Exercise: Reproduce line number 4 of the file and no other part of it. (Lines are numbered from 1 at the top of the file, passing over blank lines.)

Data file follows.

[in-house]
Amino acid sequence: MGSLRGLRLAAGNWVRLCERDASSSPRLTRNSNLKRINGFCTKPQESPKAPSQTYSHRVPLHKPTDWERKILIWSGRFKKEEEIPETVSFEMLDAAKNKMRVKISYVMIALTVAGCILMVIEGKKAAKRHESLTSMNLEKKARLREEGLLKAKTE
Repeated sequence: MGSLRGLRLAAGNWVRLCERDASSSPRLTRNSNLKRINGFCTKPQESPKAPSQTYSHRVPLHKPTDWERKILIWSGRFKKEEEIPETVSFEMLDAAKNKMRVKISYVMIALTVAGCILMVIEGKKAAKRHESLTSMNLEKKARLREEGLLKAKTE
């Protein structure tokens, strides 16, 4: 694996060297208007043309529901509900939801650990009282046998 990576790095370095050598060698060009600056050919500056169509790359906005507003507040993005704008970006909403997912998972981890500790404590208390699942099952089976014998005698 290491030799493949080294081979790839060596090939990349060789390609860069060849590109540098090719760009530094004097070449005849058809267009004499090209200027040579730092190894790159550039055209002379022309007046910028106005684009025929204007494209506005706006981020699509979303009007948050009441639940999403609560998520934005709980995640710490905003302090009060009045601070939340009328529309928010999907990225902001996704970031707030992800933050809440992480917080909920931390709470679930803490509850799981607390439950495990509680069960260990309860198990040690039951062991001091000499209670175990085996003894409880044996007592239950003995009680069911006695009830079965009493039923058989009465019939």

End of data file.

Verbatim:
């Protein structure tokens, strides 16, 4: 694996060297208007043309529901509900939801650990009282046998 990576790095370095050598060698060009600056050919500056169509790359906005507003507040993005704008970006909403997912998972981890500790404590208390699942099952089976014998005698 290491030799493949080294081979790839060596090939990349060789390609860069060849590109540098090719760009530094004097070449005849058809267009004499090209200027040579730092190894790159550039055209002379022309007046910028106005684009025929204007494209506005706006981020699509979303009007948050009441639940999403609560998520934005709980995640710490905003302090009060009045601070939340009328529309928010999907990225902001996704970031707030992800933050809440992480917080909920931390709470679930803490509850799981607390439950495990509680069960260990309860198990040690039951062991001091000499209670175990085996003894409880044996007592239950003995009680069911006695009830079965009493039923058989009465019939």